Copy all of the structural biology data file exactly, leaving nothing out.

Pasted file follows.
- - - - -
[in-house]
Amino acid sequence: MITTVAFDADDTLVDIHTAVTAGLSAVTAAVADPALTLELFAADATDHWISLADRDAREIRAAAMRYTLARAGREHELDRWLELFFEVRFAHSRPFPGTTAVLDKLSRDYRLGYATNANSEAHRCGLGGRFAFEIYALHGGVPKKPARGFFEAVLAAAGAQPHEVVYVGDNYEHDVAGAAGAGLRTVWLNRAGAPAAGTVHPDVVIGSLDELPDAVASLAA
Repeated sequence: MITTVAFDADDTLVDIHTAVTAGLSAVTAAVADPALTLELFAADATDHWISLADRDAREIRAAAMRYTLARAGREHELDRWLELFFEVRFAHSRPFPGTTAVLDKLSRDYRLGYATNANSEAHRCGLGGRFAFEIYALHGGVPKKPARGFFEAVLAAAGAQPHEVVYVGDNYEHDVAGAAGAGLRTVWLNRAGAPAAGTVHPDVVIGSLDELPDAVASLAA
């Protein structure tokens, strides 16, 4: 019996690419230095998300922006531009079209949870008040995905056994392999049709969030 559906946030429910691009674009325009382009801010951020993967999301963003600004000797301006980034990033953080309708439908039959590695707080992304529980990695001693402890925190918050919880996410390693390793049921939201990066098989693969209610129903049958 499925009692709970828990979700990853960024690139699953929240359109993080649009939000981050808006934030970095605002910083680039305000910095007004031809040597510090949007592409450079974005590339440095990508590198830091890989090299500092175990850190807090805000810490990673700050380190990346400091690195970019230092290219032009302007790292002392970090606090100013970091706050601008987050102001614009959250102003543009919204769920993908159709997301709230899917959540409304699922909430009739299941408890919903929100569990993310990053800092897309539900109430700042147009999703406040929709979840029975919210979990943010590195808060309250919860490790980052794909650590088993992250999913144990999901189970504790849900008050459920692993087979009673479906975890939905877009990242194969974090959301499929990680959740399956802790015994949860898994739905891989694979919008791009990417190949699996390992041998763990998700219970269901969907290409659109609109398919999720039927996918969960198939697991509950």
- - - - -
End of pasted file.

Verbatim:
[in-house]
Amino acid sequence: MITTVAFDADDTLVDIHTAVTAGLSAVTAAVADPALTLELFAADATDHWISLADRDAREIRAAAMRYTLARAGREHELDRWLELFFEVRFAHSRPFPGTTAVLDKLSRDYRLGYATNANSEAHRCGLGGRFAFEIYALHGGVPKKPARGFFEAVLAAAGAQPHEVVYVGDNYEHDVAGAAGAGLRTVWLNRAGAPAAGTVHPDVVIGSLDELPDAVASLAA
Repeated sequence: MITTVAFDADDTLVDIHTAVTAGLSAVTAAVADPALTLELFAADATDHWISLADRDAREIRAAAMRYTLARAGREHELDRWLELFFEVRFAHSRPFPGTTAVLDKLSRDYRLGYATNANSEAHRCGLGGRFAFEIYALHGGVPKKPARGFFEAVLAAAGAQPHEVVYVGDNYEHDVAGAAGAGLRTVWLNRAGAPAAGTVHPDVVIGSLDELPDAVASLAA
């Protein structure tokens, strides 16, 4: 019996690419230095998300922006531009079209949870008040995905056994392999049709969030 559906946030429910691009674009325009382009801010951020993967999301963003600004000797301006980034990033953080309708439908039959590695707080992304529980990695001693402890925190918050919880996410390693390793049921939201990066098989693969209610129903049958 499925009692709970828990979700990853960024690139699953929240359109993080649009939000981050808006934030970095605002910083680039305000910095007004031809040597510090949007592409450079974005590339440095990508590198830091890989090299500092175990850190807090805000810490990673700050380190990346400091690195970019230092290219032009302007790292002392970090606090100013970091706050601008987050102001614009959250102003543009919204769920993908159709997301709230899917959540409304699922909430009739299941408890919903929100569990993310990053800092897309539900109430700042147009999703406040929709979840029975919210979990943010590195808060309250919860490790980052794909650590088993992250999913144990999901189970504790849900008050459920692993087979009673479906975890939905877009990242194969974090959301499929990680959740399956802790015994949860898994739905891989694979919008791009990417190949699996390992041998763990998700219970269901969907290409659109609109398919999720039927996918969960198939697991509950």